Establishment of the US Navy, 13 October 1775

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Establishment of the Navy, 13 October 1775

This resolution of the Continental Congress marked the establishment of what is now the United States Navy.

"Resolved, That a swift sailing vessel, to carry ten carriage guns, and a proportionable number of swivels, with eighty men, be fitted, with all possible despatch, for a cruise of three months, and that the commander be instructed to cruize eastward, for intercepting such transports as may be laden with warlike stores and other supplies for our enemies, and for such other purposes as the Congress shall direct.

That a Committee of three be appointed to prepare an estimate of the expence, and lay the same before the Congress, and to contract with proper persons to fit out the vessel.

Resolved, that another vessel be fitted out for the same purposes, and that the said committee report their opinion of a proper vessel, and also an estimate of the expence."

Source: Journal of the Continental Congress, 13 October 1775, in William Bell Clark, editor, Naval Documents of the American Revolution, Vol. 2, p. 442 (Washington, D.C.: Government Printing Office, 1966).

Recommended Reading: Six Frigates: The Epic History of the Founding of the U.S. Navy. From Publishers Weekly: Starred Review. Toll, a former financial analyst and political speechwriter, makes an auspicious debut with this rousing, exhaustively researched history of the founding of the U.S. Navy. The author chronicles the late 18th- and early 19th-century process of building a fleet that could project American power beyond her shores. The ragtag Continental Navy created during the Revolution was promptly dismantled after the war, and it wasn't until 1794—in the face of threats to U.S. shipping from England, France and the Barbary states of North Africa—that Congress authorized the construction of six frigates and laid the foundation for a permanent navy. Continued below…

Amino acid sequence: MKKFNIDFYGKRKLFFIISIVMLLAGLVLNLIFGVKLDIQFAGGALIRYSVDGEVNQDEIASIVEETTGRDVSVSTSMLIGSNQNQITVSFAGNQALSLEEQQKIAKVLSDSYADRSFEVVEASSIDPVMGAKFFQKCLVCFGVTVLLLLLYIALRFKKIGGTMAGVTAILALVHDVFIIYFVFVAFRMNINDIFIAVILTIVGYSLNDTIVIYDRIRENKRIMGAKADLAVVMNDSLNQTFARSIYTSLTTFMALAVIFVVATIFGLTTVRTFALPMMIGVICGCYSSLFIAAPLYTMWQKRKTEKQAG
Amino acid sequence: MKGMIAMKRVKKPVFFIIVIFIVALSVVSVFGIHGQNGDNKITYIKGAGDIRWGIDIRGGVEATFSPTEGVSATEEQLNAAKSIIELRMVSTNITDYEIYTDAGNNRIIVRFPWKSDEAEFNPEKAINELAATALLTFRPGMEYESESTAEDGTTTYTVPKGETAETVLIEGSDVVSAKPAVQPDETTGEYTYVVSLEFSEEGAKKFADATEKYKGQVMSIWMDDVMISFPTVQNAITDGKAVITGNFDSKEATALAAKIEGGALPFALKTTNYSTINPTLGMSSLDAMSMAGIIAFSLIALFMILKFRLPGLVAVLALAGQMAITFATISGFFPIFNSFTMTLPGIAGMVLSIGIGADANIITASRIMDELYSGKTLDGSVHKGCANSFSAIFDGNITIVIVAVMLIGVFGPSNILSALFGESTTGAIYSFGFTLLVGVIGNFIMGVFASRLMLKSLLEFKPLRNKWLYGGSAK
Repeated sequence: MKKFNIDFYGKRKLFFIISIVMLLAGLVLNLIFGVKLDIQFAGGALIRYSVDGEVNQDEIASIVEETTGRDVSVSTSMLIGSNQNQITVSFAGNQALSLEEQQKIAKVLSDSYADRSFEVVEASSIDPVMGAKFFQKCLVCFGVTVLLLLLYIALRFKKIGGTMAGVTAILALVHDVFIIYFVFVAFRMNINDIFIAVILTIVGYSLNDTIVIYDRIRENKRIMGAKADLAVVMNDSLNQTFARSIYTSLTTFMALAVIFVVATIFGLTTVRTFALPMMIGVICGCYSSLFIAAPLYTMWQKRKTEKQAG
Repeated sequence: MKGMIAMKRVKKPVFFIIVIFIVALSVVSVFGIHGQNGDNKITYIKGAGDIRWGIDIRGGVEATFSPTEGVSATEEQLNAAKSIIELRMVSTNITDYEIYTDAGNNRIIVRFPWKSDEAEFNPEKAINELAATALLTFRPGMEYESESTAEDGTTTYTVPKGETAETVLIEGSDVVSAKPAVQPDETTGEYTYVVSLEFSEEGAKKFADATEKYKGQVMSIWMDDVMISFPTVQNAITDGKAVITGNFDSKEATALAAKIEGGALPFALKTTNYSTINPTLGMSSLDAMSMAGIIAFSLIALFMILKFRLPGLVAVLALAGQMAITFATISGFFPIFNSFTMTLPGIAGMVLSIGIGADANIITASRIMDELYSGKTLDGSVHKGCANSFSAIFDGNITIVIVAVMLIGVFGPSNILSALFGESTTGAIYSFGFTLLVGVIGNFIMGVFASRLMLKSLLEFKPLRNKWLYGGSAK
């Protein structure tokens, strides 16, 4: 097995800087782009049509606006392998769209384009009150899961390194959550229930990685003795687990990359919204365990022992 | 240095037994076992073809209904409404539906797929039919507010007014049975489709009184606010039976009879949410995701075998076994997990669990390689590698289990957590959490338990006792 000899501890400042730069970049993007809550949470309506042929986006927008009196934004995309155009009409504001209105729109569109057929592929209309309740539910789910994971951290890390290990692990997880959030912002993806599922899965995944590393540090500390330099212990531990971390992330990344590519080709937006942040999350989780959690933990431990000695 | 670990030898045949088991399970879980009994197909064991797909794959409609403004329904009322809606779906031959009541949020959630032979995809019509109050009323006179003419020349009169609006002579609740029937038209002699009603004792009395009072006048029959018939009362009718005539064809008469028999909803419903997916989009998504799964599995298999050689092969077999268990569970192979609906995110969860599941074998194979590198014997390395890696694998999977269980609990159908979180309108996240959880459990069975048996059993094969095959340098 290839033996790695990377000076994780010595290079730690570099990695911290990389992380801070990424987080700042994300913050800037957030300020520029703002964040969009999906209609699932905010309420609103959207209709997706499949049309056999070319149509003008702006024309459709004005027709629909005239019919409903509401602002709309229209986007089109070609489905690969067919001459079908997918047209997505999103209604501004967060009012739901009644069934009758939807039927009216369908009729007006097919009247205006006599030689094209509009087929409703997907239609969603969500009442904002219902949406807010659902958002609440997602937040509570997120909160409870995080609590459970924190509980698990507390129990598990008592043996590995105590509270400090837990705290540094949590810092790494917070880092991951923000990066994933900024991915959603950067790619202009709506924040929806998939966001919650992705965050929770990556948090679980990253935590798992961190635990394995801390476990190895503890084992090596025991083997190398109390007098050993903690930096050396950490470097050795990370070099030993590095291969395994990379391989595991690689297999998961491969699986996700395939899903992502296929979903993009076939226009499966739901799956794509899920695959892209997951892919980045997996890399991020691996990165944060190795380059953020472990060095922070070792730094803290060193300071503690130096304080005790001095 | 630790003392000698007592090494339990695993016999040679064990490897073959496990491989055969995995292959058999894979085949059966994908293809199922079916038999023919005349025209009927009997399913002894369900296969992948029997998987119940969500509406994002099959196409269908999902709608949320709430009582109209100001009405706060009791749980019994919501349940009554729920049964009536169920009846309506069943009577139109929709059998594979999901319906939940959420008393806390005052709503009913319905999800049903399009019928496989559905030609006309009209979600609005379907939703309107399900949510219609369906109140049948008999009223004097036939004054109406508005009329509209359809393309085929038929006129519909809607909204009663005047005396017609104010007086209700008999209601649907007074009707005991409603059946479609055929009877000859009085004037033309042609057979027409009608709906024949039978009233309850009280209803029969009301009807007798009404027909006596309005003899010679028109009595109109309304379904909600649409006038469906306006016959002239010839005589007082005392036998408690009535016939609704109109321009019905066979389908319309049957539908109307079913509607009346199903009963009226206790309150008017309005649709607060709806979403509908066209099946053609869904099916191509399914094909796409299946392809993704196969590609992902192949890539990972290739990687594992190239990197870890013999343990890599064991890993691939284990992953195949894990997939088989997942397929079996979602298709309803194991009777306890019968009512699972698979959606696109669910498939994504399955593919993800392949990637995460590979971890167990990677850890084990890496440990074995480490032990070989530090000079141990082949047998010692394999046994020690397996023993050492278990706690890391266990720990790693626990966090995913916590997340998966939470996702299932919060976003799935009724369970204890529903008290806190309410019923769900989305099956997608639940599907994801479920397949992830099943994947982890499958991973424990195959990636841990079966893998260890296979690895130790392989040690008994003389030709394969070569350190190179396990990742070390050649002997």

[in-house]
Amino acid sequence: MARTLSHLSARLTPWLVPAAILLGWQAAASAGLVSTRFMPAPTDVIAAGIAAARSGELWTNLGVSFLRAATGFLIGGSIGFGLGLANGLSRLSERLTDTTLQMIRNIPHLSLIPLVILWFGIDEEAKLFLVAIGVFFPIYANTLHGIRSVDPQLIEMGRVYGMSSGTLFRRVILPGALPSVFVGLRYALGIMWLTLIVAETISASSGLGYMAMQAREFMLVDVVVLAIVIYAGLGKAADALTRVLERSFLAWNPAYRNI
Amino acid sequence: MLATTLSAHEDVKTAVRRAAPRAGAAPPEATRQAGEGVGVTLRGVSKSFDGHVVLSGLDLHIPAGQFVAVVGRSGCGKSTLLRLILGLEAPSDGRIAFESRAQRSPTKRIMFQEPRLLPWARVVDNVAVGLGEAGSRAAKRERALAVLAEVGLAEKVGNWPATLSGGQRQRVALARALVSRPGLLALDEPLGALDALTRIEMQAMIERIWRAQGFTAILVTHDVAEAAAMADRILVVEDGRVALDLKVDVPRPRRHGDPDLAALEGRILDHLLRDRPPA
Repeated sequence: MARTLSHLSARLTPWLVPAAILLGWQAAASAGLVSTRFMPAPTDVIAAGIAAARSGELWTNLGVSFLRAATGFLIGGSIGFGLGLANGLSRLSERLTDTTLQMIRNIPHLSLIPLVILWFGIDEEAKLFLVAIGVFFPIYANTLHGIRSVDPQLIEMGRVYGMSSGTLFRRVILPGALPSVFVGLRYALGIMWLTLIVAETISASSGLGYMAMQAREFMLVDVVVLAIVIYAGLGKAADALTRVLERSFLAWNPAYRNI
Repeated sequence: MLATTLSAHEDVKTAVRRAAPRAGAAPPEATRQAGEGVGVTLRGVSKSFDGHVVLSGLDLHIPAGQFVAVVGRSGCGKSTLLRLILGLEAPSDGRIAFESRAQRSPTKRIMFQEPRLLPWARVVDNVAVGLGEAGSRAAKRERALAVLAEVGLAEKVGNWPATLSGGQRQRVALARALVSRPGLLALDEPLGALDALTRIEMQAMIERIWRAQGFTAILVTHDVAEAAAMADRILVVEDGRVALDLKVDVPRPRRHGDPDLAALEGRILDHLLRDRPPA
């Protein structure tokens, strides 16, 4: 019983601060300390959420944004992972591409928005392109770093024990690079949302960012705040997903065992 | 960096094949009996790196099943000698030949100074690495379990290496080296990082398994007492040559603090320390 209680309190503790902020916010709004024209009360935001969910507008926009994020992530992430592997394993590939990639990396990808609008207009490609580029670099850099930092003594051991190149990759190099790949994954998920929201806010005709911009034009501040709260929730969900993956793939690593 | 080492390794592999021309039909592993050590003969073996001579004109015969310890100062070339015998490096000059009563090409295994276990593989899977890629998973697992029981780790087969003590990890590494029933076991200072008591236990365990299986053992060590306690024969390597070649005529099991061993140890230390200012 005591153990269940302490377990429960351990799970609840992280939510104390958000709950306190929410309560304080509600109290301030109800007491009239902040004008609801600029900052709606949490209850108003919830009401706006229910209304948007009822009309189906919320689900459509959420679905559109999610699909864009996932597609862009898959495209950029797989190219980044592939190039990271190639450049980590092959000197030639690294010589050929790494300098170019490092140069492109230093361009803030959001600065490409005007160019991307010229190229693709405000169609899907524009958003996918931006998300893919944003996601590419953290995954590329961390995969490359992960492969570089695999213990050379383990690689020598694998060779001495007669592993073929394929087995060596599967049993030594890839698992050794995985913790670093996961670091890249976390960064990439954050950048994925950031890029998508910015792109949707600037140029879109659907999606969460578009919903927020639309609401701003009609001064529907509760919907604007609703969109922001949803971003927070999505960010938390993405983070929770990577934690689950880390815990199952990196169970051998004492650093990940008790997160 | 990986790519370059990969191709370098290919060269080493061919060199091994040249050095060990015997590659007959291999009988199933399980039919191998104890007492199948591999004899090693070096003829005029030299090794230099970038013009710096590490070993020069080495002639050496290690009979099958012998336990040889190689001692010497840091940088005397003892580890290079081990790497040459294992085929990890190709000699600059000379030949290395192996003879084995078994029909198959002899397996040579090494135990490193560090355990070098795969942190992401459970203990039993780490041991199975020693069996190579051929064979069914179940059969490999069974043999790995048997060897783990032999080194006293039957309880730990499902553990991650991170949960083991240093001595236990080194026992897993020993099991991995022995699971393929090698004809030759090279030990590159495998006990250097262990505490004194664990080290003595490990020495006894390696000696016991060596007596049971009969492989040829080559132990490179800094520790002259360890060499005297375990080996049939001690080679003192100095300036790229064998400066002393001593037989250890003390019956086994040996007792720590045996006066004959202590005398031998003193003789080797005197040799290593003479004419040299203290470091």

A cabinet-level Department of the Navy followed in 1798. The fledgling navy quickly proved its worth in the Quasi War against France in the Caribbean, the Tripolitan War with Tripoli and the War of 1812 against the English. In holding its own against the British, the U.S. fleet broke the British navy's "sacred spell of invincibility," sparked a "new enthusiasm for naval power" in the U.S. and marked the maturation of the American navy. Toll provides perspective by seamlessly incorporating the era's political and diplomatic history into his superlative single-volume narrative—a must-read for fans of naval history and the early American Republic.

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Recommended Reading: If By Sea: The Forging of the American Navy-From the Revolution to the War of 1812. From Publishers Weekly: Daughan brings a long academic career and solid command of his sources to this provocative history of the origins of the U.S. Navy. Conventional wisdom has the navy beginning in the 1790s. Daughan instead traces its roots to the Revolution. The fleet established by the Continental Congress had a relatively undistinguished career, but Daughan demonstrates that the Americans gained technical experience, produced talented officers, trained seamen and developed a basic understanding of how a navy should be employed. Continued below…

The question then was whether a navy would concentrate too much authority in the central government and risk embroiling the new country in foreign quarrels. By contrast, a coastal defense force of small ships threatened nobody, foreign or domestic. Daughan traces the debate through four administrations, smoothly integrating political with external influences like the Quasi-War with France (1798–1800) and the campaign against the Barbary pirates. Not until the War of 1812, when the navy proved critical, did a national consensus emerge that preparing for war was the best way of avoiding one—a lesson that remains worth remembering.